In a shocking and emotional press conference on Friday, Andy Murray announced that he plans to retire after Wimbledon this year at the latest.
“I spoke to my team and I told them I can’t keep doing this and that I need to have an end point, because I was just playing with no idea when the pain was going to stop,” said a tearful Murray, who has been dealing with a hip injury dating back to early last year. “I said, look, I think I can kind of get through this until Wimbledon. That is where I would like to stop. I’m also not certain I’m able to do that.
I can still play to a level, not a level that I’m happy playing at. But it’s not just that. The pain is too much, really. It’s not something I want. I don’t want to continue playing that way. I’ve tried pretty much everything that I could to get it right, and that hasn’t worked.”
While the goal is for him to compete at Wimbledon, he indicated that the upcoming Australian Open may very well be his final tournament.
“There’s a chance for sure because I’m not sure I’m able to play through the pain for another four or five months,” said Murray. “I have an option to have another operation, which is a little more severe than I had before, having my hip resurfaced, which will allow me to have a better quality of life and be out of pain. That’s something I’m seriously considering.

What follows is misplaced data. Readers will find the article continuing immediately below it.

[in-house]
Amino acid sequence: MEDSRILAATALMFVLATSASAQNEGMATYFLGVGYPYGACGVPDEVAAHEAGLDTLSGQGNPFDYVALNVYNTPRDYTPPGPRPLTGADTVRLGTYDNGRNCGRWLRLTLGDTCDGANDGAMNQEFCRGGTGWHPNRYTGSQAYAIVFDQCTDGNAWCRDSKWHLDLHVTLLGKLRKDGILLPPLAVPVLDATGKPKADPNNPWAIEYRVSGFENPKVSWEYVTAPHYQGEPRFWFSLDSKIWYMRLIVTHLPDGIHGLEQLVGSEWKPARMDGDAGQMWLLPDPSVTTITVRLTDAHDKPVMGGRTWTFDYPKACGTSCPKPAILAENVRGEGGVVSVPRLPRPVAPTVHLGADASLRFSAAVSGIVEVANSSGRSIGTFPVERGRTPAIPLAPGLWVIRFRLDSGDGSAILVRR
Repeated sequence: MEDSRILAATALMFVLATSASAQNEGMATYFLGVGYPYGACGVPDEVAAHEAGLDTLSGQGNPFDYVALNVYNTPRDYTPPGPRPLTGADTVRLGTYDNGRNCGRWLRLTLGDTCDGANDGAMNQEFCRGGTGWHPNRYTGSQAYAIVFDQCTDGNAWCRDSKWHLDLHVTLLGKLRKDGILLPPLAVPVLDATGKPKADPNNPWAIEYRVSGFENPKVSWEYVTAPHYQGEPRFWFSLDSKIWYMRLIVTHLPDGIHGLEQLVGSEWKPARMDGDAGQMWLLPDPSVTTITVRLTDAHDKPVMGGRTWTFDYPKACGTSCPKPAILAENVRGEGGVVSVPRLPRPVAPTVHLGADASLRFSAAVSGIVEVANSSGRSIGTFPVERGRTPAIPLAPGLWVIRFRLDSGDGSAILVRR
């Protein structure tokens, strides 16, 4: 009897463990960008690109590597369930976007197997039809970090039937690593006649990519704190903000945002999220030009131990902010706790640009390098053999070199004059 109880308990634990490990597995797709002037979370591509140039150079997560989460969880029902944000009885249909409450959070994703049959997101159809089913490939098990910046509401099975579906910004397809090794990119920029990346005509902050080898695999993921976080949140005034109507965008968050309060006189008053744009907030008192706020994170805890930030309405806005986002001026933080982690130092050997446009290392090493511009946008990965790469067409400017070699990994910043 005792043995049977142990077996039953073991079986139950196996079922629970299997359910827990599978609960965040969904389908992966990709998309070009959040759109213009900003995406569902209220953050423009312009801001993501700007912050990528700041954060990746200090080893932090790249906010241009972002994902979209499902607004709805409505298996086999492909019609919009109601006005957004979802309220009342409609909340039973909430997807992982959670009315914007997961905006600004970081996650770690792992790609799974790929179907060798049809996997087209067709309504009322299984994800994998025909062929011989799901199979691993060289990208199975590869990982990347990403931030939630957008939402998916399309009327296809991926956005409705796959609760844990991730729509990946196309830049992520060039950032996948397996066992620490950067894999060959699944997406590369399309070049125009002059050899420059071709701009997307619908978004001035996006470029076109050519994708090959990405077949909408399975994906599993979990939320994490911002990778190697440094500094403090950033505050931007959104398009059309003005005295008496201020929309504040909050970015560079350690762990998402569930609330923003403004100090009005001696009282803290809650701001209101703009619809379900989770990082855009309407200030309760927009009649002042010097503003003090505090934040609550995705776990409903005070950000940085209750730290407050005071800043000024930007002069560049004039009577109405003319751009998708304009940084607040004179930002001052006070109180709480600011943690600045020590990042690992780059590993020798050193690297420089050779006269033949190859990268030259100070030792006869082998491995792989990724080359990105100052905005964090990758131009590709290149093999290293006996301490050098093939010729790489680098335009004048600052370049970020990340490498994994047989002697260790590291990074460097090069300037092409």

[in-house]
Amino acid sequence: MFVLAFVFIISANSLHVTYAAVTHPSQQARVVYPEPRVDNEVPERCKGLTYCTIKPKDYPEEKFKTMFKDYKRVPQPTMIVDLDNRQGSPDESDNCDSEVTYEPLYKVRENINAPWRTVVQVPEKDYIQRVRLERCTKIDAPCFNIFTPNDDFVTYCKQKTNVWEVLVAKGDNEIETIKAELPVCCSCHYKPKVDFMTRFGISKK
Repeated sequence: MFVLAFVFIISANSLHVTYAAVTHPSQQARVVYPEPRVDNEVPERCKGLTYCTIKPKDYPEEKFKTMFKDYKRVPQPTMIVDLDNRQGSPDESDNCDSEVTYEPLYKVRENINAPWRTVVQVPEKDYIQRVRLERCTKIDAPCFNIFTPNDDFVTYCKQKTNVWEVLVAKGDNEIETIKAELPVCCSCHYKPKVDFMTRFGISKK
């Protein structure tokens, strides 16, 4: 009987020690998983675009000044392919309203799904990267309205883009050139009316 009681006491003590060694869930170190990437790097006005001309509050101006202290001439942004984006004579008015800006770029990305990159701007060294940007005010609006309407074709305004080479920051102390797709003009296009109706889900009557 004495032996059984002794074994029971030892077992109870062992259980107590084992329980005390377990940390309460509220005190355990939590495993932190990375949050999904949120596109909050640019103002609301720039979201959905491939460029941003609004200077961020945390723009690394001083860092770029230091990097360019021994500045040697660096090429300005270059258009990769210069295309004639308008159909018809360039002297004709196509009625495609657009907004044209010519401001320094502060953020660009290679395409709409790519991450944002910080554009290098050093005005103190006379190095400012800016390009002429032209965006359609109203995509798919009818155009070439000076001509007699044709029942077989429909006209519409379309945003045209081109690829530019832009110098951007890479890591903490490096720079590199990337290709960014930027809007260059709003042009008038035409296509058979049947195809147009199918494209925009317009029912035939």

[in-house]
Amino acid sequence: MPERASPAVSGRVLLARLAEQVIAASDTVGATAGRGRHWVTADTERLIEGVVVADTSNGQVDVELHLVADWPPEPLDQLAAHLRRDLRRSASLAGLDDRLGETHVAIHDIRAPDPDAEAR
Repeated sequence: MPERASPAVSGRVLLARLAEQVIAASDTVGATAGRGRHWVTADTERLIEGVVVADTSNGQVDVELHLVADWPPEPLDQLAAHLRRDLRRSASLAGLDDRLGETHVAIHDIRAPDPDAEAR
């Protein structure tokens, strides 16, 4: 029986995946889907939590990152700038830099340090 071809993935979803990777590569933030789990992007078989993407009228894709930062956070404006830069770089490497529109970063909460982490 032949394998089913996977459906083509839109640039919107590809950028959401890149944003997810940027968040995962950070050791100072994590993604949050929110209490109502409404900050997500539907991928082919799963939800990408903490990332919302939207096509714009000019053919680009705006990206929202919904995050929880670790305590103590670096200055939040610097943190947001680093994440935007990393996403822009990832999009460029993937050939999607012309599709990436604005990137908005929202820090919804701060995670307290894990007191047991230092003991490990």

Some athletes have had that and gone back to competing, but there’s obviously no guarantee and it is certainly not something, the reason for having an operation like that is not to return to competitive sport, it’s for a better quality of life.”
Almost immediately, messages and thoughts of support came pouring in from both men’s and women’s tennis players, other professional athletes, celebrities and fans.
In his career, Murray was considered one of the “Big Four”, along with Roger Federer, Novak Djokovic and Rafael Nadal, and captured three Grand Slam titles, including the 2012 U.S. Open.